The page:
The setting Sun cast a baleful glare across the riven countryside of Treviso, northern Italy. Beneath the cockpit of Francesco Barraca's SPAD VII biplane, the landscape scrolled like a papier-mache diorama, the trenches thrown into deep shadow, and a shimmering amber glow reflecting from the waters of the River Piave as it curled around the base of Montello hill.
A conduit for pure alpine meltwater, flowing to its Venetian outlet on the Adriatic, the Piave now cut its way between fields of war, and formed the front to which the Italian forces had retreated after their 1917 defeat at Caporetto. Montello hill, a moraine deposited in the landscape by an ancient glacier, provided a stronghold for the Italians as the Austrians gathered their forces, and launched an attack across the Piave on the 15th June 1918.
On the 19th, the Italians staged a counter-attack, and that evening, Italy's number one fighter pilot, with 34 victories to his name, took to the skies to strafe the Austrian positions from above.
As Barraca placed his biplane into a shallow dive, he fettled the Vickers machine-gun sitting atop the engine cowling, and prepared to open fire. Swooping low across the Austrian lines, he heard a sudden polyphonic whistle to one side, followed instantly by a volley of bullets tearing a line of holes across the metal cowling. Immediately, orange flames were licking around the base of the fuselage. Barraca jettisoned the fuel tank, but the conflagration spread in seconds to the canvas wings. Maggiore Francesco Barraca was now fighting for his life, frantically banking the plane towards Montello, seeking a site for the inevitable crash-landing.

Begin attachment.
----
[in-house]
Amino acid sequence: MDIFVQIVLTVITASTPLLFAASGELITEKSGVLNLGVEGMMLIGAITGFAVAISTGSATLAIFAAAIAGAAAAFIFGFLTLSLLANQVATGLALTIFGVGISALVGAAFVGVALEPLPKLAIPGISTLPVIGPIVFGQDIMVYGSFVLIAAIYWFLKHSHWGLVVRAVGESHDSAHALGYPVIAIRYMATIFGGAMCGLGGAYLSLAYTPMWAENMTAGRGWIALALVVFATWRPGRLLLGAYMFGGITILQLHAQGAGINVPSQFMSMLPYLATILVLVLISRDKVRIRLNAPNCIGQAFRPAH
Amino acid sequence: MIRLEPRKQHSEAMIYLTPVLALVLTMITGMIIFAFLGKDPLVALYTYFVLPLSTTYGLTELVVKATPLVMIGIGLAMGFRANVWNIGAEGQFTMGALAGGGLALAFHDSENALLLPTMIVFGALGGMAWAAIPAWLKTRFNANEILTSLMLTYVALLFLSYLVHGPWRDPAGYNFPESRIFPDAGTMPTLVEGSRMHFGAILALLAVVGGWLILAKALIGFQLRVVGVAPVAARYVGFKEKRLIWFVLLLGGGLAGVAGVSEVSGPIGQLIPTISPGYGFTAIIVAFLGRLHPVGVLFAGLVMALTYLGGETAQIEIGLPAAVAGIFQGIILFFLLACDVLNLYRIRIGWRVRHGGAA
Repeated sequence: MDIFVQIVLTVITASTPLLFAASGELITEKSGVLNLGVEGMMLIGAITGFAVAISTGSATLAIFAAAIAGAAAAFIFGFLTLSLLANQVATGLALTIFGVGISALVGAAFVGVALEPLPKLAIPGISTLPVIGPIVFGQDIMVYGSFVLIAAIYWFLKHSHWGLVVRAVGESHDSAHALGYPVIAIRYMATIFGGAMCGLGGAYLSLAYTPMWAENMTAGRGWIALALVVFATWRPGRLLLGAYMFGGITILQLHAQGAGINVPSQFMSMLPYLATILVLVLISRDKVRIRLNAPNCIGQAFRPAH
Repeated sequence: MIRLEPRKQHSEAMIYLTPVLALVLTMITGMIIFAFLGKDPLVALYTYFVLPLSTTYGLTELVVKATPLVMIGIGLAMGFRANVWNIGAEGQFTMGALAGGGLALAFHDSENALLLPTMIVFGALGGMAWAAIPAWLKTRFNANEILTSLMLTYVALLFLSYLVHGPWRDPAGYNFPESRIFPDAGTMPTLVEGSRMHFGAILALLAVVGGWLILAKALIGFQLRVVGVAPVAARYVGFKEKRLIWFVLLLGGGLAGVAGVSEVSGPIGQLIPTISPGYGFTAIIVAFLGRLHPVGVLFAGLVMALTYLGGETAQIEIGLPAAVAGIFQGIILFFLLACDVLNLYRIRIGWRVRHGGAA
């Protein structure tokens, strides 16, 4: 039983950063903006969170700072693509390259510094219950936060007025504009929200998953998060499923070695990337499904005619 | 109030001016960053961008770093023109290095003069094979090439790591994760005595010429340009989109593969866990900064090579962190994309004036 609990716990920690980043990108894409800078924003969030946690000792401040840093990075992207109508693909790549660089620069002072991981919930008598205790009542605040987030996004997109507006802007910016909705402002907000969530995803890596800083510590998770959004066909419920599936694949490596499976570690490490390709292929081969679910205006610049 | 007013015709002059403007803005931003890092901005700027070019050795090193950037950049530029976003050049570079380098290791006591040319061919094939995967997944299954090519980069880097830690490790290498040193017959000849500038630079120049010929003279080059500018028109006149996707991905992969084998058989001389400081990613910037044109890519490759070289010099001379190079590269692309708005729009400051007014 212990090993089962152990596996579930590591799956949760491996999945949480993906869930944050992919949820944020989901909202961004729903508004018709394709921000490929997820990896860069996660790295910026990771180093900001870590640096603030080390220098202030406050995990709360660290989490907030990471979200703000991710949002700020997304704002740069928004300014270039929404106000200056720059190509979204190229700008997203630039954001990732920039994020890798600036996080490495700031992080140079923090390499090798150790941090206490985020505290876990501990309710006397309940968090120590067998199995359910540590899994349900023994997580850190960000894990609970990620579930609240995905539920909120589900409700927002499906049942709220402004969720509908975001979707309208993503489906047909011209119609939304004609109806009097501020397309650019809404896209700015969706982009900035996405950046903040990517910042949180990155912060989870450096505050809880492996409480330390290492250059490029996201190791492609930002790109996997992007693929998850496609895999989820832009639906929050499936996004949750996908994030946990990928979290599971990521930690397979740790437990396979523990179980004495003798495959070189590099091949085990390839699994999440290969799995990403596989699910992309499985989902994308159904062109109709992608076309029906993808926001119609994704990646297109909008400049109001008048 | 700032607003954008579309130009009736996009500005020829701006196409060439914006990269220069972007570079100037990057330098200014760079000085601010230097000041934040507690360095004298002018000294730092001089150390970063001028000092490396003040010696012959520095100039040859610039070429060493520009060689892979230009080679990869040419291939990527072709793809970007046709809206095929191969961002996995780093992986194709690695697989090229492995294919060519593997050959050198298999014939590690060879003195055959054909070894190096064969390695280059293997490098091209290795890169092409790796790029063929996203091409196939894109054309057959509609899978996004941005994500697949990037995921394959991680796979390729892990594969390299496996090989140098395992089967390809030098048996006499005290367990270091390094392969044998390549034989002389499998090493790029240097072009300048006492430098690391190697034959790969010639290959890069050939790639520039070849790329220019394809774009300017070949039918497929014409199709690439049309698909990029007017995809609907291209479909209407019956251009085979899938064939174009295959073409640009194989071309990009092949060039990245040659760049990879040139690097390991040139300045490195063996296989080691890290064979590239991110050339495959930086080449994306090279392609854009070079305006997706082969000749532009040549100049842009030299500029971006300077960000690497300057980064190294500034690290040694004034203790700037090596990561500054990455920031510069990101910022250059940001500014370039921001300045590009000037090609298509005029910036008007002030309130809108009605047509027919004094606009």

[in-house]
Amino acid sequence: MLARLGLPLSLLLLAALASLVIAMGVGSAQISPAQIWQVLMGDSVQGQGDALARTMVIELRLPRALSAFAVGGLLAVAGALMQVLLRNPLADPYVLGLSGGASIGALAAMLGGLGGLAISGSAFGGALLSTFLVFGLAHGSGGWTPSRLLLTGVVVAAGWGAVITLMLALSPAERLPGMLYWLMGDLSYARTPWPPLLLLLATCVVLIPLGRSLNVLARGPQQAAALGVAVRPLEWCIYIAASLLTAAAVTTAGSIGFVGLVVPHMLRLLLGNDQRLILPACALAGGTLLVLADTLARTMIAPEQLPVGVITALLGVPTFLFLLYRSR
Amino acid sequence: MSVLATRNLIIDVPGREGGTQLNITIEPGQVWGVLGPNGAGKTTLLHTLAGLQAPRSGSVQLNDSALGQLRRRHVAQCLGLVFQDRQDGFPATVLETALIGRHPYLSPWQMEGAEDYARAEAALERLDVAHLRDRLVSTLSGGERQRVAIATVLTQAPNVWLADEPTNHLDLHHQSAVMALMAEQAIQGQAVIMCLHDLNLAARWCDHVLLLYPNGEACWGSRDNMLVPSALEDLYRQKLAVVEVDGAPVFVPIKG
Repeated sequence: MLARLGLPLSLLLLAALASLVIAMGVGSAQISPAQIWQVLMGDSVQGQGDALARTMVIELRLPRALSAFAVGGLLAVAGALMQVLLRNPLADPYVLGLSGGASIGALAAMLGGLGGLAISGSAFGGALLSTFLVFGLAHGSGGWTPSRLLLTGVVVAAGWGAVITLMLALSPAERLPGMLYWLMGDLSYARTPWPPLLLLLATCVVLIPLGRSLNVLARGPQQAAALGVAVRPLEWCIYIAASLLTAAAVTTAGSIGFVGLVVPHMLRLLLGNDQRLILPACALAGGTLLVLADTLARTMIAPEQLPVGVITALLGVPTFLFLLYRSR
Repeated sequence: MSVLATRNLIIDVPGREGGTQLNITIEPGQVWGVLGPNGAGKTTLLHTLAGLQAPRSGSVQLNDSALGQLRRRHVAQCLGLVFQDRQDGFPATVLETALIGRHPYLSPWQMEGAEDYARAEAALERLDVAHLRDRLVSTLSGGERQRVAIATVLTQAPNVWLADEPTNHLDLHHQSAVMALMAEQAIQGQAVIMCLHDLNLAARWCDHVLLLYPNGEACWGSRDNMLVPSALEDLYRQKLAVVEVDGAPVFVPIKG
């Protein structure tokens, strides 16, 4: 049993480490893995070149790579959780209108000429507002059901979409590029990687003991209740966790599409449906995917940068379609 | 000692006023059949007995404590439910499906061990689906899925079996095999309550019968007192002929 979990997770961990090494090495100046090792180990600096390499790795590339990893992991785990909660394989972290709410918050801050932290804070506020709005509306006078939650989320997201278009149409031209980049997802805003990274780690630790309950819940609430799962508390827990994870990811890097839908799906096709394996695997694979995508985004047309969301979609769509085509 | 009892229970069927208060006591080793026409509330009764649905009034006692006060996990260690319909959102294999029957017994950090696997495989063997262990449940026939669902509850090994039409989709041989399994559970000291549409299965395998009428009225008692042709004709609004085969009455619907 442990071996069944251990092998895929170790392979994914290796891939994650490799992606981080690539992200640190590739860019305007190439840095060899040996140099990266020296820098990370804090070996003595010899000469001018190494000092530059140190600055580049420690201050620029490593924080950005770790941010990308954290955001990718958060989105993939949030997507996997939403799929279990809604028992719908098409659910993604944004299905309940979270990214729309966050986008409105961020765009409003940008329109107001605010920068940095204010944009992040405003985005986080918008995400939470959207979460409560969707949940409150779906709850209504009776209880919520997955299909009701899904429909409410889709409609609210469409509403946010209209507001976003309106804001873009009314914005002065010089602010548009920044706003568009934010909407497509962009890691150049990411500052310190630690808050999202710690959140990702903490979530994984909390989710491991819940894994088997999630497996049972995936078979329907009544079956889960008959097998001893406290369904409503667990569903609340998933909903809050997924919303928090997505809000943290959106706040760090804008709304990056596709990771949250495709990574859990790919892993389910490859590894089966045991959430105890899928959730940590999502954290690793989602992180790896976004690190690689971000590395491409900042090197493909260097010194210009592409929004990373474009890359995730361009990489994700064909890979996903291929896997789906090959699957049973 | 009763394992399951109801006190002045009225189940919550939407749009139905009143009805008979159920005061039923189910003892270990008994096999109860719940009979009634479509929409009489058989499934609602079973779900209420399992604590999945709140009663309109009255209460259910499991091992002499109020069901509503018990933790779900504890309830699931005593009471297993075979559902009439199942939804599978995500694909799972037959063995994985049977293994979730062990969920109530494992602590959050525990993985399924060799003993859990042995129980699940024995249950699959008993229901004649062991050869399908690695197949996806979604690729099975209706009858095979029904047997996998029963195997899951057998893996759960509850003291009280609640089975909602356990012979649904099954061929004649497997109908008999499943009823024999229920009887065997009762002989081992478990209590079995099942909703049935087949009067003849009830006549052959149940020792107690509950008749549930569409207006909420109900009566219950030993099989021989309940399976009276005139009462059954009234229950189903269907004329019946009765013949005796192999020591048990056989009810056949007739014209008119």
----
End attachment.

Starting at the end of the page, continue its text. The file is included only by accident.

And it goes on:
Montello, however, was heavily forested. As Barraca fought with the rudder, his vision was obscured by smoke billowing from the nose, and he clipped the top of a chestnut tree, ripping the undercarriage away, and pitching the fuselage forward into a final short dive. In a small clearing between the trees, the biplane hit the ground with a sickening thump that ripped the final breath from the V8 Hispano-Suiza engine, and sent the frame of Barraca's mount cartwheeling towards a copse of oak trees.
Shrouded in smoke and flame, Barraca's shattered bones lay entangled in the splintered frame of the biplane, scarlet blood mixing with jet black engine oil. Still conscious, Barraca heard the sound of Austrian soldiers approaching, calmly loaded his pistol, and fired a single shot into his skull. When the soldiers extinguished the fire, and reached Barraca, the only part of the aircraft frame which remained untouched by the flames, was Barraca's insignia: a prancing black horse...